No relief for incarcerated Guantanamo detainees from US judiciary leaving them at mercy of military
"The Center for Constitutional Rights is extremely disappointed in the (US) Supreme Court’s denial of certiorari in the latest set of habeas cases brought by Guantánamo detainees.
By refusing to hear these cases, and any Guantánamo cases since its 2008 Boumediene decision, the Supreme Court abandons the promise of its own ruling guaranteeing detainees a constitutional right to meaningful review of the legality of their detention."
The US-based Center for Constitutional Rights so said in a statement issued by its Executive Director Vincent Warren in response to the U.S. Supreme Court’s denial Monday. June 11 of certiorari to the cases of seven Guantánamo detainees who had petitioned the Court for review of decisions by the Court of Appeals for the D.C. (District of Columbia in Washington) Circuit.
The Asian Tribune previously disclosed that there are close to 200 'enemy combatant' detainees in US-managed Guantanamo Bay Prison with no right to habeas corpus or access to legal advice.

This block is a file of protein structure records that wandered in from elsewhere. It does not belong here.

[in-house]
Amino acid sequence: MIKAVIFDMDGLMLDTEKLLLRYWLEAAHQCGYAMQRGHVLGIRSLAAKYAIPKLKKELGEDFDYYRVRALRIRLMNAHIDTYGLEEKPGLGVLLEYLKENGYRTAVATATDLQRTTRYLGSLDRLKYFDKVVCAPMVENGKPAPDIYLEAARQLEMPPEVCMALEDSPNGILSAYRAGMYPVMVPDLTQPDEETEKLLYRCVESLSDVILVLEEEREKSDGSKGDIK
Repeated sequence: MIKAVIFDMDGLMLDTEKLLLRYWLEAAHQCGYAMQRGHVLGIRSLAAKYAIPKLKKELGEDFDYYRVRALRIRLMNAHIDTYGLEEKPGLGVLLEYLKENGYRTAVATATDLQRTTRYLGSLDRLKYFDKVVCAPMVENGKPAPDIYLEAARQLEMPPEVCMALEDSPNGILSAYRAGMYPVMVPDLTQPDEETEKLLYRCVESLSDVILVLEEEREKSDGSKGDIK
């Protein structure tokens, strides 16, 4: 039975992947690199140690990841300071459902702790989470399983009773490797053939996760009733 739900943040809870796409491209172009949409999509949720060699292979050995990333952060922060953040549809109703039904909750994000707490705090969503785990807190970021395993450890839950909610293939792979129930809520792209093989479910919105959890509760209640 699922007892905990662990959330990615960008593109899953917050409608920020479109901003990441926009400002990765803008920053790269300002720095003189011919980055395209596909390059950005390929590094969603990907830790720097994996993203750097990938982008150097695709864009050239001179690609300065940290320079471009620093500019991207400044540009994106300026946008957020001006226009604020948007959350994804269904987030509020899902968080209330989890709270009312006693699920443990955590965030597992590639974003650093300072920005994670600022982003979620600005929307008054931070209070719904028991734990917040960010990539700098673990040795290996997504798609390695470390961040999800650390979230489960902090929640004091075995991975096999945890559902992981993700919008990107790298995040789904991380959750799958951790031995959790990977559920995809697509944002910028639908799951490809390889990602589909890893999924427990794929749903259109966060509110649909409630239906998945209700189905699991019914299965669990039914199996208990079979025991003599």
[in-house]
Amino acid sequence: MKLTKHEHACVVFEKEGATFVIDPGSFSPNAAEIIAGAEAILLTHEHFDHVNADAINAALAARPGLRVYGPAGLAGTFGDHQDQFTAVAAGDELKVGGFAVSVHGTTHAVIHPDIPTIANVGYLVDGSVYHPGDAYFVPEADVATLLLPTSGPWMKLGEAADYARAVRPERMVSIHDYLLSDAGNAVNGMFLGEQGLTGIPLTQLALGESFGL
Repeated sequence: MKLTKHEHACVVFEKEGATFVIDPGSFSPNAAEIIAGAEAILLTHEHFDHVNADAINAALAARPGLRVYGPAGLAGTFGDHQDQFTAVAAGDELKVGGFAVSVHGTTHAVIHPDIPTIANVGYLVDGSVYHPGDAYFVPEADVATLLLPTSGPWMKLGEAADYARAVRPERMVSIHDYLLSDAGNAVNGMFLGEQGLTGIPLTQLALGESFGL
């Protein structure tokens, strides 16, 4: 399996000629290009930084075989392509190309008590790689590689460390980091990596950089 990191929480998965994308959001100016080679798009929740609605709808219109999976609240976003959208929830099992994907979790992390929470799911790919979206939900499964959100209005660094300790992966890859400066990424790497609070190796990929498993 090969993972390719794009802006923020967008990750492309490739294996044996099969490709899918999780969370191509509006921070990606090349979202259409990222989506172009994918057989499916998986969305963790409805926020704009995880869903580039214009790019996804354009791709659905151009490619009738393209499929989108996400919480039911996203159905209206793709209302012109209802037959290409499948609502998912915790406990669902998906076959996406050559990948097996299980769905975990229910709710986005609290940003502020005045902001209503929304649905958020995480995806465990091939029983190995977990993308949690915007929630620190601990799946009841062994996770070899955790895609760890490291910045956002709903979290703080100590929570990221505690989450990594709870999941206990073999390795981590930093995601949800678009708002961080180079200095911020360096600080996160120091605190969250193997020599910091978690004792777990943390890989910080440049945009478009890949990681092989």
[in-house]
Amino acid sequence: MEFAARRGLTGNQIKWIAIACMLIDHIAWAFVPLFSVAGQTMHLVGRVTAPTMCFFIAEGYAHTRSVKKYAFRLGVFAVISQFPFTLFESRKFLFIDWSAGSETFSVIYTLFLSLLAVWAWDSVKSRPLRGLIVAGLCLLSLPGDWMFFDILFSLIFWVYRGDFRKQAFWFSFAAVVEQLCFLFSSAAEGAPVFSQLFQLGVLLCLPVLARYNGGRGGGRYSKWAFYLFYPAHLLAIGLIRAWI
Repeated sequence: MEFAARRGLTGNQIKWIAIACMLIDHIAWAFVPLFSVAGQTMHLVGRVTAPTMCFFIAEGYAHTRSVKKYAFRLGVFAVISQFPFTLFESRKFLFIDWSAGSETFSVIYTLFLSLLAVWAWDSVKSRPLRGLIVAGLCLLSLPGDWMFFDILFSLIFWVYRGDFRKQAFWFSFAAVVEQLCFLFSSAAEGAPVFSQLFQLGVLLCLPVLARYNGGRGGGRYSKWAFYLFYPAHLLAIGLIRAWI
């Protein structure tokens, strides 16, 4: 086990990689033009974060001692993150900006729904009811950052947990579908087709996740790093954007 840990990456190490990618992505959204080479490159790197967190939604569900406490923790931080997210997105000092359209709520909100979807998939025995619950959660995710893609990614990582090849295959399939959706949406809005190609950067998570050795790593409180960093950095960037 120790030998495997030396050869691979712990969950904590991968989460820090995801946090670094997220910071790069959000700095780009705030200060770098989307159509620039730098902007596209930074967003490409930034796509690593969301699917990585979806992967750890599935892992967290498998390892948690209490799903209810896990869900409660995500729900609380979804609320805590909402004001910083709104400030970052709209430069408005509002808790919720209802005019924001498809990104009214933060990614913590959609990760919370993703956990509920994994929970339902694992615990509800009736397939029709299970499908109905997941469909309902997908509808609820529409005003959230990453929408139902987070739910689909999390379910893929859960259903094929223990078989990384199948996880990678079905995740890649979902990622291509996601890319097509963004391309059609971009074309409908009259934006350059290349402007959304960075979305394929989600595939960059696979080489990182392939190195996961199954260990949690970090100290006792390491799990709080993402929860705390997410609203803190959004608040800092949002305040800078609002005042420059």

87 men who have been unanimously cleared by the military, intelligence and law enforcement agencies long time ago as no threat to the U.S. are still in custody at Gunatanamo.
In Monday June 11 decision the U.S. Supreme Court refused to hear their habeas cases and review the Appeal Court decision, as Center for Constitutional Rights describe," allowing the lower Appeals Court of the D.C. Circuit to rubber stamp the military decision-making."
The statement continues to say: (Quote) For nearly 10 years, the Supreme Court’s involvement has been essential in checking the excesses of Executive-Branch detainee policy and in clearing a path in the lower courts for justice for the detainees. The Court’s refusal to get involved at this critical juncture permits the Court of Appeals to continue to rubber stamp the military’s decision-making, undermining our constitutional system of separation of powers.
Today’s decision leaves the fate of detainees in the hands of a hostile D.C. Circuit Court of Appeals, which has erected innumerable, unjustified legal obstacles that have made it practically impossible for a detainee to win a habeas case in the trial courts.
In light of the failure of the courts to carry out their constitutionally-assigned role, CCR calls on the President to fulfill his promise to close Guantánamo, the most infamous prison in the world. He should begin by releasing the 87 men who military, intelligence and law enforcement agencies have unanimously concluded should be released on the grounds that they pose no danger to the United States. (End Quote)
- Asian Tribune –